All in all, it was a good night for Romney and a shot of adrenaline for his campaign.  The President will obviously rethink his strategy for the next two debates.  It will be interesting to see how many will view the next debate between Vice President Biden and Congressman Ryan.  This may turn out to be the best reality TV of the season.

A Closer Look at Ryan’s Medicare Plan

Sgt. Pepper’s Lonely Hearts Club Band was released in 1967.  I was 19 years old then, and now, 45 years later, I too am 64.  The lyrics of one of the ballads on that album really sink in. 

When I get older, losing my hair, many years from now,
Will you still be sending me a valentine, birthday greetings, bottle of wine?
If I’d been out ’til quarter to three, would you lock the door?
Will you still need me; will you still feed me when I’m sixty-four?

I, along with millions of Baby Boomers, have a vested interest in the current Medicare debate.  How will changes to the program affect my wife and me?   Its cost to me, my continued access to provider services, and the quality of care are central to the debate.  As I peruse the partisan quarreling over the different plans for the program’s future, I am struck by the tone of the debate and the disregard by some of Medicare’s sustainability in its current form. 

In my last post I introduced you to a study (“Increased costs during retirement under the Romney-Ryan Medicare Plan”) by David Cutler and two colleagues who work for the organization that posted the report (Center for American Progress Action Fund).  It’s difficult to find a positive comment about the reform plan in its 10 pages.  Rather than address the criticisms point-by-point (that strategy would take up entirely too much space), I’ll comment on the overall approach that Cutler takes in his criticism. 

The study relies heavily on several reports released by the Congressional Budget Office (CBO) analyzing the Ryan budget proposal, Pathway to Prosperity, released last year.  It’s important to note that several aspects of Ryan’s proposed changes to Medicare have been modified as a result of further discussions with key stakeholders in the debate, most notably Alice Rivlin, former White House Budget Director and founding director of the CBO.  Rivlin who served with Pete Domenici on the President’s Debt Reduction Task Force was initially critical of several aspects of the plan that have now been modified.   I’ll comment further on the Rivlin-Ryan connection later.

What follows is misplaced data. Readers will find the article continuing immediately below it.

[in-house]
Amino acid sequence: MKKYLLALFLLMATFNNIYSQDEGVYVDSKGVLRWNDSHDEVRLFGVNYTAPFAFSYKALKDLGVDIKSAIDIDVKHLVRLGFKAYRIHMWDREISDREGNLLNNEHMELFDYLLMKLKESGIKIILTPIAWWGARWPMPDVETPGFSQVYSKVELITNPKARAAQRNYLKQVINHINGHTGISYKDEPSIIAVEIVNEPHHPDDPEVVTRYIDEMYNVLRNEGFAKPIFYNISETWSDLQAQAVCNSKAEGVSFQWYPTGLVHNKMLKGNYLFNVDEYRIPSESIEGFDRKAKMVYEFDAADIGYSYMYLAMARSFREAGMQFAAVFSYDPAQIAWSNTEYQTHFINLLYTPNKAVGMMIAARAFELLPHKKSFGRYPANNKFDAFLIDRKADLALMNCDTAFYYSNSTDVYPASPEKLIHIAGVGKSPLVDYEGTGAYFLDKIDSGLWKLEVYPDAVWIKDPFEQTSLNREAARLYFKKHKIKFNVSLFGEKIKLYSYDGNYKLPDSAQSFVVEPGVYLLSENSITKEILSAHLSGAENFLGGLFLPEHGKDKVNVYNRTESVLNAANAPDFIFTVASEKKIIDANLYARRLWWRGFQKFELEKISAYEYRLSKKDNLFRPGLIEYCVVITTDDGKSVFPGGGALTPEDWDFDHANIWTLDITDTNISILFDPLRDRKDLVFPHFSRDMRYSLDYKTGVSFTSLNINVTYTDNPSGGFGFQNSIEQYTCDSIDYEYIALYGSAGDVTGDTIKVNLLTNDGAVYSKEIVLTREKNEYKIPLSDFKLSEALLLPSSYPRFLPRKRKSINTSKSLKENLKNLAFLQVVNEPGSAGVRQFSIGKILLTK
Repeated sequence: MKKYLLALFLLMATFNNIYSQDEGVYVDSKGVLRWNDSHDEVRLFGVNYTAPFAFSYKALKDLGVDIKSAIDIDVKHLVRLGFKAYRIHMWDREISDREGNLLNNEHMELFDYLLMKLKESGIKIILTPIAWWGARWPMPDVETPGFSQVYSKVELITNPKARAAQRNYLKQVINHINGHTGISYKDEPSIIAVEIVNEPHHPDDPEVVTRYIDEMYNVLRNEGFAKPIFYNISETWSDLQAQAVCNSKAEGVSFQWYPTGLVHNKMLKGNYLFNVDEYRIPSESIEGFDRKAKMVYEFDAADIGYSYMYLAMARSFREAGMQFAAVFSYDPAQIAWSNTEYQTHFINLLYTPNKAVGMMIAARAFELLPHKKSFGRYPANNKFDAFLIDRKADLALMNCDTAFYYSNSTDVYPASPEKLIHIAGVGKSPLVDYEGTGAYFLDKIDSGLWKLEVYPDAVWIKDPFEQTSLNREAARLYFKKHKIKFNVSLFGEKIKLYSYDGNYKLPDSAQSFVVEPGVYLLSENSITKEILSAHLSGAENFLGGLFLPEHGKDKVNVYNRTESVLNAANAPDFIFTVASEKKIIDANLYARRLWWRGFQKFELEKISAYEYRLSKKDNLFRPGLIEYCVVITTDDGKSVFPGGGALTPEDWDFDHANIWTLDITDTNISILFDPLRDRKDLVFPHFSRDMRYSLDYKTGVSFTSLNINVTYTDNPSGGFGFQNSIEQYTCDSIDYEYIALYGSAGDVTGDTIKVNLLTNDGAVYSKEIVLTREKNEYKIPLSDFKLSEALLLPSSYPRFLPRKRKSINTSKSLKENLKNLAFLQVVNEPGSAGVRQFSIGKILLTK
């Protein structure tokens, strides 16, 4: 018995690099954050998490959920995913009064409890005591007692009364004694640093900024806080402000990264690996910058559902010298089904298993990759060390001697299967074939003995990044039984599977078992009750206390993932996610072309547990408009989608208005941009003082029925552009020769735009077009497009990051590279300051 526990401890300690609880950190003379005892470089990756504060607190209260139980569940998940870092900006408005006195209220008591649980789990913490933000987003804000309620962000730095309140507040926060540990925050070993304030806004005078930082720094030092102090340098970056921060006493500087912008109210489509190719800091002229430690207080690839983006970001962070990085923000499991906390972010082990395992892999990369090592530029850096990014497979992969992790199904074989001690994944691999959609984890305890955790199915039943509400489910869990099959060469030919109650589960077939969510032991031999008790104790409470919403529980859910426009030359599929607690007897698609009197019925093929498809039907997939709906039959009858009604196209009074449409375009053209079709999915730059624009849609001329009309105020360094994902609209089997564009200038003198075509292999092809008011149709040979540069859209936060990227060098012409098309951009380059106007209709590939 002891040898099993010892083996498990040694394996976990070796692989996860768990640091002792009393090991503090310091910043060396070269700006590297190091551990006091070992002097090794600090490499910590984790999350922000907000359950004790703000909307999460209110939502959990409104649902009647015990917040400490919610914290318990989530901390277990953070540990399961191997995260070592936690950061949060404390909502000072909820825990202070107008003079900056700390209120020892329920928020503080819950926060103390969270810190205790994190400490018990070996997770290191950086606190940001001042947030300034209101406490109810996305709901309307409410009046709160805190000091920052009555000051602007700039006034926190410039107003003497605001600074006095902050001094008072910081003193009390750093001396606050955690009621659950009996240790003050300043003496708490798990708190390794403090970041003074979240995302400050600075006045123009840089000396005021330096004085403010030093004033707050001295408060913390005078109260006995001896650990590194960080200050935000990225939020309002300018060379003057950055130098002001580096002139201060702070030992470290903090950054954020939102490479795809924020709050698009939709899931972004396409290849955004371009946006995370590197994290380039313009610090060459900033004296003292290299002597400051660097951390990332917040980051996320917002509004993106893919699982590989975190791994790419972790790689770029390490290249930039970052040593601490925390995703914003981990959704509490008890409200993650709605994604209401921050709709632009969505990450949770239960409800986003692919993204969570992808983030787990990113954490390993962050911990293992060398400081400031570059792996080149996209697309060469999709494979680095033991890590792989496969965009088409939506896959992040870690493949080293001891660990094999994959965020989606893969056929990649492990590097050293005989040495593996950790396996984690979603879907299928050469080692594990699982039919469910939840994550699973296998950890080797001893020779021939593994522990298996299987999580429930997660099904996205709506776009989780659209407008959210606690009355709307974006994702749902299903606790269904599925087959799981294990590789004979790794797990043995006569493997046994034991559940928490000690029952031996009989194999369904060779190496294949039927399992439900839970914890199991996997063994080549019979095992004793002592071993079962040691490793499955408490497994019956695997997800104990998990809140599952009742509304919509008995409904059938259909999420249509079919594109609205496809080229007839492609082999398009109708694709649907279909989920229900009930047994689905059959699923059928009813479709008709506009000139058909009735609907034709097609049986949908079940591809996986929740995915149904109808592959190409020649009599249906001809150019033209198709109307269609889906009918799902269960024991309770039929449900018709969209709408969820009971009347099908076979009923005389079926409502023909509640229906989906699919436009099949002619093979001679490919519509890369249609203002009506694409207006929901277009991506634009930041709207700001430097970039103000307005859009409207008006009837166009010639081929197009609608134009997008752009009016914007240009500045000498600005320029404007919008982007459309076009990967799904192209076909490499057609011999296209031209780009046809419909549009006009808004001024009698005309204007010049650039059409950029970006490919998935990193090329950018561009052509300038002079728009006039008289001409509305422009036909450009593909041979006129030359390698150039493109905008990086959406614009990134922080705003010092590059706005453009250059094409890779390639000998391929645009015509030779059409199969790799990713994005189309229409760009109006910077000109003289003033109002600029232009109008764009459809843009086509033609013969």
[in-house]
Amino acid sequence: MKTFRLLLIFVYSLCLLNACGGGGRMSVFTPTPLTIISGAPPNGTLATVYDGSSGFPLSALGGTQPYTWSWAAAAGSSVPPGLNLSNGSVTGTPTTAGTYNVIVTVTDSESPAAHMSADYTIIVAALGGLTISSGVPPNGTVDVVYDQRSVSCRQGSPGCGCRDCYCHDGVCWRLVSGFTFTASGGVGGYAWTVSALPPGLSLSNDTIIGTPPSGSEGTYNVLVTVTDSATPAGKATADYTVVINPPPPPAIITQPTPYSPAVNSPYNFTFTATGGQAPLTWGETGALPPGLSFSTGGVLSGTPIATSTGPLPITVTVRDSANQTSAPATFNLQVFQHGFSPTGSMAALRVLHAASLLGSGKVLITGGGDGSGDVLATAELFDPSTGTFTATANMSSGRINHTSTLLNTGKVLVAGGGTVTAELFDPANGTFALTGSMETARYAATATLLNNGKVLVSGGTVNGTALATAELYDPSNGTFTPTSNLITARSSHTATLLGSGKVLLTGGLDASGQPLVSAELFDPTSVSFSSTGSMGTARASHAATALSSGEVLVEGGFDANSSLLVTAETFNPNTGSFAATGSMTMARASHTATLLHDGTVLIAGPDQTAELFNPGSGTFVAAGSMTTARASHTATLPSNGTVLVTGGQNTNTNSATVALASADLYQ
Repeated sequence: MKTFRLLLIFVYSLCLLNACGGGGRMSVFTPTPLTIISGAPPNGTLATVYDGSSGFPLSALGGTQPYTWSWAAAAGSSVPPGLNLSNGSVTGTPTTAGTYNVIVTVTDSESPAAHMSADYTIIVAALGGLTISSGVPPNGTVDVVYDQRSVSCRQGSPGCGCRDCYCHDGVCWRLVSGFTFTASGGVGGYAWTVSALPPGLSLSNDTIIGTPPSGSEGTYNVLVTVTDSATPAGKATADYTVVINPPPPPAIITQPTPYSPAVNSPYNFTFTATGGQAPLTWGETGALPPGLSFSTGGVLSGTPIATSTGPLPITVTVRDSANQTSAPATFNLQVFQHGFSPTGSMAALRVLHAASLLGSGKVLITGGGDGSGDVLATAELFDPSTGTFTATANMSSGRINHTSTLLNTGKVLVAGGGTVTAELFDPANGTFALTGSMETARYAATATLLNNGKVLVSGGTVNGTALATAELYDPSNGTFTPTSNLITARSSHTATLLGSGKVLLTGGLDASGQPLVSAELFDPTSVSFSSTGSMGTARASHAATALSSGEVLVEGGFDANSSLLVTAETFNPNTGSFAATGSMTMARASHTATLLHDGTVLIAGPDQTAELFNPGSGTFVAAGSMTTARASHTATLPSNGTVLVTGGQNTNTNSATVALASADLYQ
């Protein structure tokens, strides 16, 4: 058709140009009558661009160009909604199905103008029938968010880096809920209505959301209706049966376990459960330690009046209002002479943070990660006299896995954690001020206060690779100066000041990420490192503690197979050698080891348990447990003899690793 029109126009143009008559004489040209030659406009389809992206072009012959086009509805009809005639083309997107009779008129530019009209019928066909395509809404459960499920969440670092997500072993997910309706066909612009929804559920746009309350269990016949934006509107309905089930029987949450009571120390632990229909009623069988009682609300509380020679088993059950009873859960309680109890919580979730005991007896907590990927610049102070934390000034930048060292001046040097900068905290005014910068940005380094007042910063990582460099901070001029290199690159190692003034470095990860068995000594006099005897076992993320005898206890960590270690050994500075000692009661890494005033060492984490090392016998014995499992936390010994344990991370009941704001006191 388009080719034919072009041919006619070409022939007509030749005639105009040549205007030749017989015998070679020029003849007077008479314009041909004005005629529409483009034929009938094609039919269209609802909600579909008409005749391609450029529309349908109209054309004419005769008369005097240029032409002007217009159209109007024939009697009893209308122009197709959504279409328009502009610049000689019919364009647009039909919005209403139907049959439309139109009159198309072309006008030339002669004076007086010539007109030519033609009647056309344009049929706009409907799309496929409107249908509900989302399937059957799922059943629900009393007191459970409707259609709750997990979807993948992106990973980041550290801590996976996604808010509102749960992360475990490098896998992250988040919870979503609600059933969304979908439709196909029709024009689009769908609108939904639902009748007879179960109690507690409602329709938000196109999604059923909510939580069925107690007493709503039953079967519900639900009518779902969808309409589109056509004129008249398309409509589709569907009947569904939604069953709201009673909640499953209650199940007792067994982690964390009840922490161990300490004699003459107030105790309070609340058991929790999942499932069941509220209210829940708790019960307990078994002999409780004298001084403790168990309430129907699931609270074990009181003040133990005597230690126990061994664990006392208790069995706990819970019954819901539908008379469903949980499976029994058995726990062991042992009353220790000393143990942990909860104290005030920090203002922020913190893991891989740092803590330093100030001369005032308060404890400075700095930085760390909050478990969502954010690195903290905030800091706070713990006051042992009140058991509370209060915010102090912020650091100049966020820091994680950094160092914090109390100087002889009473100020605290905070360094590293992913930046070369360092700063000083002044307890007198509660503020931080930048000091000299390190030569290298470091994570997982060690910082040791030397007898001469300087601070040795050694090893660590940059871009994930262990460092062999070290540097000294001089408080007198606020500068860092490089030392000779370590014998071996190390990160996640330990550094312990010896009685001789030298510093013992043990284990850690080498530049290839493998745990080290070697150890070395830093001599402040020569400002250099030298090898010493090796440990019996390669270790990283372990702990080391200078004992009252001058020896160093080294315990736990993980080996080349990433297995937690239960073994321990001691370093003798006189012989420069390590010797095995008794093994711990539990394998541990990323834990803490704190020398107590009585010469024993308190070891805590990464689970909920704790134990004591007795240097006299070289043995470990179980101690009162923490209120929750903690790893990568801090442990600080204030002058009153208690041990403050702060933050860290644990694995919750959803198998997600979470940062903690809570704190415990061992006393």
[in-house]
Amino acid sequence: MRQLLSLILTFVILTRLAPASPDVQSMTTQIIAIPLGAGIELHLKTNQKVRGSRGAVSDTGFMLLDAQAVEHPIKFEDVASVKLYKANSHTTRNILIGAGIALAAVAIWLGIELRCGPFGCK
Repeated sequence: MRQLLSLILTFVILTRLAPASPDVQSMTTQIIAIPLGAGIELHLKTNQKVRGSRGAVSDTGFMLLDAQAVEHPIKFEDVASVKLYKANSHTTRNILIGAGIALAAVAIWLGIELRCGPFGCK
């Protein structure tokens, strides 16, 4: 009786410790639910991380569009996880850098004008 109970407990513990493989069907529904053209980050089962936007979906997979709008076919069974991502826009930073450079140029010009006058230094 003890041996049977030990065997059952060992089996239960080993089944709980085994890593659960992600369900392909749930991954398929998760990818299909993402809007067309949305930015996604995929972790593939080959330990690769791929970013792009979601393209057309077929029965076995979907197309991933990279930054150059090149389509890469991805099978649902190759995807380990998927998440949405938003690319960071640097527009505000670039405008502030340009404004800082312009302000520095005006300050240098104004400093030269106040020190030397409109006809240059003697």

Ryan’s original plan called for full privatization of Medicare.  Instead of traditional fee-for-service Medicare, all participants would receive premium support (what the President refers to as a voucher) for a specified amount of money.  Seniors that chose a more costly plan would be responsible for the difference.  The benchmark premium would grow at the rate of inflation as defined by the Consumer Price Index.  This is the Medicare plan that was analyzed by the CBO and served as the target of the Cutler criticism. 

At best what Cutler has done is set up a straw man to shoot down because that plan is not the Ryan plan.  Ryan made several critical changes in his plan that make Cutler’s Medicare remarks irrelevant.  Under the modified plan Medicare is only partially privatized.  Seniors over that age of 55 are not affected and future participants will always have traditional Medicare as an option.  For all practical purposes, the Ryan plan establishes a Medicare exchange similar to the state exchanges created by the Affordable Care Act with one exception, a traditional Medicare is available as the public option.